Common Scents: The Intersection of the "Plain Smell" and "Common Enterprise" Doctrines

Article excerpt

I. INTRODUCTION

While on patrol, a traffic officer observes a car make an illegal U-turn. He turns on his emergency lights and initiates a traffic stop. As the officer approaches the car, he notices that there are four passengers in the vehicle. When the driver rolls down his window, the officer smells a strong, distinctive odor of marijuana permeating from the vehicle. The officer asks the driver if there are any drugs in the car, to which the driver replies, "No." The passengers do not respond. The officer strongly believes that there is contraband in the car, but he does not see anything that justifies his belief.

At this point, the officer has a few options. First, he can ask the driver for consent to search the car, but the driver can always refuse. (1) The officer can also call for a drug-sniffing canine while he enters the driver's information into his computer. If the dog alerts, then the officer can search the car. (2) The officer, however, can only detain the passengers for a reasonable time, and if a canine is not available, then the officer risks detaining the suspects for an unreasonable amount of time. (3)

Most jurisdictions have adopted the "plain smell" doctrine, where the smell of marijuana coming from the vehicle furnishes probable cause for the officer to search the vehicle for contraband. (4) A problem arises if the search of the vehicle does not uncover any contraband. Some jurisdictions extend the "plain smell" doctrine to permit a search of the driver of the car, (5) but even in those jurisdictions, what if a search of the driver's person does not reveal any narcotics? If the officer still strongly believes that someone is in possession of marijuana, can he search or arrest the passengers?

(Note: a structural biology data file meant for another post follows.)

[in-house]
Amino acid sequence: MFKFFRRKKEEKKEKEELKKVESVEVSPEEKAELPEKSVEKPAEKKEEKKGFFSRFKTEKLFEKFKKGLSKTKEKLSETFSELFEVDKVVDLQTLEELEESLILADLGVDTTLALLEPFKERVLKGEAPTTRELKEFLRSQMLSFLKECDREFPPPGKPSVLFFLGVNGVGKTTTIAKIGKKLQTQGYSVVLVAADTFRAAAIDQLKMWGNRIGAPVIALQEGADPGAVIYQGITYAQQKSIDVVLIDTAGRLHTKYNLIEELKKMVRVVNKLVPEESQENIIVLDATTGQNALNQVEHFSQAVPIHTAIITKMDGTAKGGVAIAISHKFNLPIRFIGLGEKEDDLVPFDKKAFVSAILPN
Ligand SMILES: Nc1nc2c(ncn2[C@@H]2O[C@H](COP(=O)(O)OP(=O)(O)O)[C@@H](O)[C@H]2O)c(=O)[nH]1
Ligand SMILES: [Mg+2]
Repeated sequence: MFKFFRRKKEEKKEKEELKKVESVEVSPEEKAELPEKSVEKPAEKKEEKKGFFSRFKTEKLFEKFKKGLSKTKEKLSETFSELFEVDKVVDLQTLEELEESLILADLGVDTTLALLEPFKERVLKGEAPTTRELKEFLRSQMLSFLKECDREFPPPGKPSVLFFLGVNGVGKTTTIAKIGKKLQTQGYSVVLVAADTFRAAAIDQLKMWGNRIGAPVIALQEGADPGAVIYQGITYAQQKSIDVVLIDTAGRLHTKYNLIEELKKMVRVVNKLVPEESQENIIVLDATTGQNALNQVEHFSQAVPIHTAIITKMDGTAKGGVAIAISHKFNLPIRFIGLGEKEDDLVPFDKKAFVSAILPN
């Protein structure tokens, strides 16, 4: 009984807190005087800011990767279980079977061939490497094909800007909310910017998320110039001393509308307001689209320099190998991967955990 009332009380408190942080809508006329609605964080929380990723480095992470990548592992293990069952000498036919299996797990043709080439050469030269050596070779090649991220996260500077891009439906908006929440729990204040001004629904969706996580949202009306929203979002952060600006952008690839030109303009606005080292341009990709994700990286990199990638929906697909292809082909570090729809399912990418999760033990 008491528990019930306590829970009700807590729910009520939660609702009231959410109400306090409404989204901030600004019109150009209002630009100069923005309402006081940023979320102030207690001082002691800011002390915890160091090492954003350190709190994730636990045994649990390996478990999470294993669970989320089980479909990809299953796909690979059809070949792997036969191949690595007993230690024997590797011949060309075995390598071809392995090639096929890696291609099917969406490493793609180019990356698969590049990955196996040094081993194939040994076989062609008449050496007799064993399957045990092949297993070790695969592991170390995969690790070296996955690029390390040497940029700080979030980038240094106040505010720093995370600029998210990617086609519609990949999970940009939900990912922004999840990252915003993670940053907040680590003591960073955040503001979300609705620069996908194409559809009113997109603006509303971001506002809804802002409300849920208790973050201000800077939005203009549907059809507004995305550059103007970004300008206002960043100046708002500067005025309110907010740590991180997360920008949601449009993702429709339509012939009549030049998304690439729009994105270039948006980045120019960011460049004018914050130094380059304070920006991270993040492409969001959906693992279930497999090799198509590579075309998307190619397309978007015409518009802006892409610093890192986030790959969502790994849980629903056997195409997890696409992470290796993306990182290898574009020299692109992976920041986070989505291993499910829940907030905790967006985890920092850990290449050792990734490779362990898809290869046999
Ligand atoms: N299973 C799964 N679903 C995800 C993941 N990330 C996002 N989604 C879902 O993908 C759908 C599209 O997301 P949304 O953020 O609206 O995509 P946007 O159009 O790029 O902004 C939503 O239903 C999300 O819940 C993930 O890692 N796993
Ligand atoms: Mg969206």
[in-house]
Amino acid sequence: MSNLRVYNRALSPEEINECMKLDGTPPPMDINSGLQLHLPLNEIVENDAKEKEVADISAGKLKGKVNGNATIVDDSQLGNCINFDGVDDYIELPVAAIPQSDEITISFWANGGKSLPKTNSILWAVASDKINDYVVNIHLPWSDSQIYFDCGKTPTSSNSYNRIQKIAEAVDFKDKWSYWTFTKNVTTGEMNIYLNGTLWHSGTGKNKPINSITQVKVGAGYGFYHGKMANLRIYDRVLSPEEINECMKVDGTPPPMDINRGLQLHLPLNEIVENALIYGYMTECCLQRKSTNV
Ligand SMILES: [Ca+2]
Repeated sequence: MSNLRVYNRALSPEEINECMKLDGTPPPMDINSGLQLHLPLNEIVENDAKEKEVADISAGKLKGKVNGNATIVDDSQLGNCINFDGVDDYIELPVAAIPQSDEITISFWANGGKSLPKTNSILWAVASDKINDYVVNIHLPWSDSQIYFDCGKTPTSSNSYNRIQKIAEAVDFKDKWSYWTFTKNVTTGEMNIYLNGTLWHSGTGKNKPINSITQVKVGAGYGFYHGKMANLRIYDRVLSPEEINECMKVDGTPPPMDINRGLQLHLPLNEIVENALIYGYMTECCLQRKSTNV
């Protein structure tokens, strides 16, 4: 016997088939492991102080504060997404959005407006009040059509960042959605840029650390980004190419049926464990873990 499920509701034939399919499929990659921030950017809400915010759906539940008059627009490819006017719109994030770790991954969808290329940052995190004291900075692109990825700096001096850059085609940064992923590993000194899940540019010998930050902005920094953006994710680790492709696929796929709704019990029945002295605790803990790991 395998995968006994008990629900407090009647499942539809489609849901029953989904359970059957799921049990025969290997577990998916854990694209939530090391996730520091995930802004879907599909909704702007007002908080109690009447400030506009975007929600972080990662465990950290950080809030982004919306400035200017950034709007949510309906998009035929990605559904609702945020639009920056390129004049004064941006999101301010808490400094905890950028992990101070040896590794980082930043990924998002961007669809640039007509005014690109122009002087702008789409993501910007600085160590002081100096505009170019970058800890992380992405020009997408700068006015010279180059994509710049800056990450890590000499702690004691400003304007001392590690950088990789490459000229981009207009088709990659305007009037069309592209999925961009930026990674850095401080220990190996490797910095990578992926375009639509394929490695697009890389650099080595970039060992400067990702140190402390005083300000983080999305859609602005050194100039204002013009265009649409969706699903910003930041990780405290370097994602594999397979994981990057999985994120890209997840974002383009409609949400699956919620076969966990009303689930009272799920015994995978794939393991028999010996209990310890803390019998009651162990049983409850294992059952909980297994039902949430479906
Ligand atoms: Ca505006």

While the situation described above is a circumstance that police officers conducting traffic stops might face on a regular basis, (6) federal courts have not resolved the extent to which an officer has probable cause to arrest passengers. The Supreme Court has analyzed some of these issues in Wyoming v. Houghton (7) and Maryland v. Pringle, (8) In Houghton, the Supreme Court held that an officer can search a passenger's belongings when the officer has probable cause to believe that there is contraband in the vehicle because a passenger will often have the same interests in concealing evidence of a crime. (9) In Pringle, the Court expounded on Houghton, and determined that if the police have probable cause to believe that someone in the car is in possession of contraband, and there is no evidence to single out one individual, the police can arrest all of the passengers because the passengers likely are in common enterprise with the driver. (10)

The Pringle decision was fairly short and left a number of unanswered questions. (11) The Supreme Court has yet to clarify if, in order to arrest passengers, police need probable cause to believe that the passengers are engaged in a common business enterprise with the driver, or only that they have knowledge of and can exercise control over the contraband. In Pringle, the officers actually recovered narcotics, so there was strong probable cause to believe that someone in the vehicle was in possession of contraband. Lower courts are divided as to the exact holding of Pringle, especially in the "plain smell" context, because probable cause is not as strong when an officer smells contraband as when he physically recovers it. (12) This Note will discuss the contention in the lower courts over applying the "plain smell" doctrine to the "common enterprise" doctrine of Houghton and Pringle and argue that the plain smell of contraband enables officers to arrest passengers in a vehicle.

This Note focuses on the scope of the "plain smell" doctrine with regards to automobile passengers. Most federal and state jurisdictions have determined that the odor of contraband gives rise to probable cause for an officer to search a vehicle without the owner's consent. …